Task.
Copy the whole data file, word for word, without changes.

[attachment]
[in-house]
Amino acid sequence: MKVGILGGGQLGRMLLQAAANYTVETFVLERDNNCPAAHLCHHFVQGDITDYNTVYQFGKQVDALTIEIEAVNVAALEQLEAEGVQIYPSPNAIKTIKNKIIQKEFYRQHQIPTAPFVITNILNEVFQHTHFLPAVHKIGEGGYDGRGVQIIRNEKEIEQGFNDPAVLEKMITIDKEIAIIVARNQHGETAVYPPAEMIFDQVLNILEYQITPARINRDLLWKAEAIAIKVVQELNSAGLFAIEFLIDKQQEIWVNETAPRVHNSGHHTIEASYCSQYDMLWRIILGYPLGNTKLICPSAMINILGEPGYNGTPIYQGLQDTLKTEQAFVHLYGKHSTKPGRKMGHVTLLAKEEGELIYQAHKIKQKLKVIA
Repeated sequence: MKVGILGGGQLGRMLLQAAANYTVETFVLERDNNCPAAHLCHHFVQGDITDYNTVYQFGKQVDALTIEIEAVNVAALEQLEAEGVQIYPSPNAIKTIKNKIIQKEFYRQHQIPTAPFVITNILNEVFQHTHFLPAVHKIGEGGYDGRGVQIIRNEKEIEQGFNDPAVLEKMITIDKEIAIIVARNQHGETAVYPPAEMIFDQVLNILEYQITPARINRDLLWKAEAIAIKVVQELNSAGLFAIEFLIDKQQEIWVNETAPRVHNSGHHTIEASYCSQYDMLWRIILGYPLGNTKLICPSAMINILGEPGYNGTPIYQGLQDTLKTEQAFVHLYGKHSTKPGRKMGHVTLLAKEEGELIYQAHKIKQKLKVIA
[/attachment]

[in-house]
Amino acid sequence: MKVGILGGGQLGRMLLQAAANYTVETFVLERDNNCPAAHLCHHFVQGDITDYNTVYQFGKQVDALTIEIEAVNVAALEQLEAEGVQIYPSPNAIKTIKNKIIQKEFYRQHQIPTAPFVITNILNEVFQHTHFLPAVHKIGEGGYDGRGVQIIRNEKEIEQGFNDPAVLEKMITIDKEIAIIVARNQHGETAVYPPAEMIFDQVLNILEYQITPARINRDLLWKAEAIAIKVVQELNSAGLFAIEFLIDKQQEIWVNETAPRVHNSGHHTIEASYCSQYDMLWRIILGYPLGNTKLICPSAMINILGEPGYNGTPIYQGLQDTLKTEQAFVHLYGKHSTKPGRKMGHVTLLAKEEGELIYQAHKIKQKLKVIA
Repeated sequence: MKVGILGGGQLGRMLLQAAANYTVETFVLERDNNCPAAHLCHHFVQGDITDYNTVYQFGKQVDALTIEIEAVNVAALEQLEAEGVQIYPSPNAIKTIKNKIIQKEFYRQHQIPTAPFVITNILNEVFQHTHFLPAVHKIGEGGYDGRGVQIIRNEKEIEQGFNDPAVLEKMITIDKEIAIIVARNQHGETAVYPPAEMIFDQVLNILEYQITPARINRDLLWKAEAIAIKVVQELNSAGLFAIEFLIDKQQEIWVNETAPRVHNSGHHTIEASYCSQYDMLWRIILGYPLGNTKLICPSAMINILGEPGYNGTPIYQGLQDTLKTEQAFVHLYGKHSTKPGRKMGHVTLLAKEEGELIYQAHKIKQKLKVIA